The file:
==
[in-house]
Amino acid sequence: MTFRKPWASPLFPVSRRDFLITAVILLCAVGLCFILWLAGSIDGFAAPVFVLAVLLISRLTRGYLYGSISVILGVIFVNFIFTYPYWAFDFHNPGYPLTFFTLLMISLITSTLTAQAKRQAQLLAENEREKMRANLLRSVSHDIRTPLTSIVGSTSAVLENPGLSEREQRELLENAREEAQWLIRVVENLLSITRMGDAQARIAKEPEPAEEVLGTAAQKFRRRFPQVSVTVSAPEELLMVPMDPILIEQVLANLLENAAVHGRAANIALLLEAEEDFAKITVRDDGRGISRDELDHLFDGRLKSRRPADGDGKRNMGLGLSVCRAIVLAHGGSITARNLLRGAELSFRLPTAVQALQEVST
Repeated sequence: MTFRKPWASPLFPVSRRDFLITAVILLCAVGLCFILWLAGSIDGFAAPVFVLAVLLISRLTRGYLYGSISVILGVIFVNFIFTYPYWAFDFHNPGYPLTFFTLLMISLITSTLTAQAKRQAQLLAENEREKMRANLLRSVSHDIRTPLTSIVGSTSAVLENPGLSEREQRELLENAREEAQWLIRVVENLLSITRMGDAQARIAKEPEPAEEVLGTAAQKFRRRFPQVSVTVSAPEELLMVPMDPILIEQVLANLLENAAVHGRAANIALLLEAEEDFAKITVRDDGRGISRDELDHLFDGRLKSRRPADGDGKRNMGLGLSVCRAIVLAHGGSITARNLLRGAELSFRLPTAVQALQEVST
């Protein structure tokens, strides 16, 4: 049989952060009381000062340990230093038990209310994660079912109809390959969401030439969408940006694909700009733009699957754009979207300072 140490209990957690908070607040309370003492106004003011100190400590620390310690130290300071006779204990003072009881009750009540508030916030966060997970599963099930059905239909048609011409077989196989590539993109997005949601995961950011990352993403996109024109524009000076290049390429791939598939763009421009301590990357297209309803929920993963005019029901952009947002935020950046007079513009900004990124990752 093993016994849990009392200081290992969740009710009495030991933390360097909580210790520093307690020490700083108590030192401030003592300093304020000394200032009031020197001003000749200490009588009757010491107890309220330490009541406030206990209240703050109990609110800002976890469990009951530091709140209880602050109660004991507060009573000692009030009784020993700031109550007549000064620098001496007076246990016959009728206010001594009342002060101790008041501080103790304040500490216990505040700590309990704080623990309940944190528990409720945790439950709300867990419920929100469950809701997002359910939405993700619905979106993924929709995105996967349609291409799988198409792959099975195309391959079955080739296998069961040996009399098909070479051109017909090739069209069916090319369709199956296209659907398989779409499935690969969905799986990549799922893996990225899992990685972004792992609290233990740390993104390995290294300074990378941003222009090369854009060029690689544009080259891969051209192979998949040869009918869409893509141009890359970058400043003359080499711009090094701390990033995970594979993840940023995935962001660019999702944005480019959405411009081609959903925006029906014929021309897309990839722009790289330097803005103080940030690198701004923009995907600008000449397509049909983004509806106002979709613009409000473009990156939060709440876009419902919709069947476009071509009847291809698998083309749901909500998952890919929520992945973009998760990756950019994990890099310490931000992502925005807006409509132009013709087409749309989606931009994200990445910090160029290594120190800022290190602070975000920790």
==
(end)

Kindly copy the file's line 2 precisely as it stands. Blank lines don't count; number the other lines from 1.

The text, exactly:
Amino acid sequence: MTFRKPWASPLFPVSRRDFLITAVILLCAVGLCFILWLAGSIDGFAAPVFVLAVLLISRLTRGYLYGSISVILGVIFVNFIFTYPYWAFDFHNPGYPLTFFTLLMISLITSTLTAQAKRQAQLLAENEREKMRANLLRSVSHDIRTPLTSIVGSTSAVLENPGLSEREQRELLENAREEAQWLIRVVENLLSITRMGDAQARIAKEPEPAEEVLGTAAQKFRRRFPQVSVTVSAPEELLMVPMDPILIEQVLANLLENAAVHGRAANIALLLEAEEDFAKITVRDDGRGISRDELDHLFDGRLKSRRPADGDGKRNMGLGLSVCRAIVLAHGGSITARNLLRGAELSFRLPTAVQALQEVST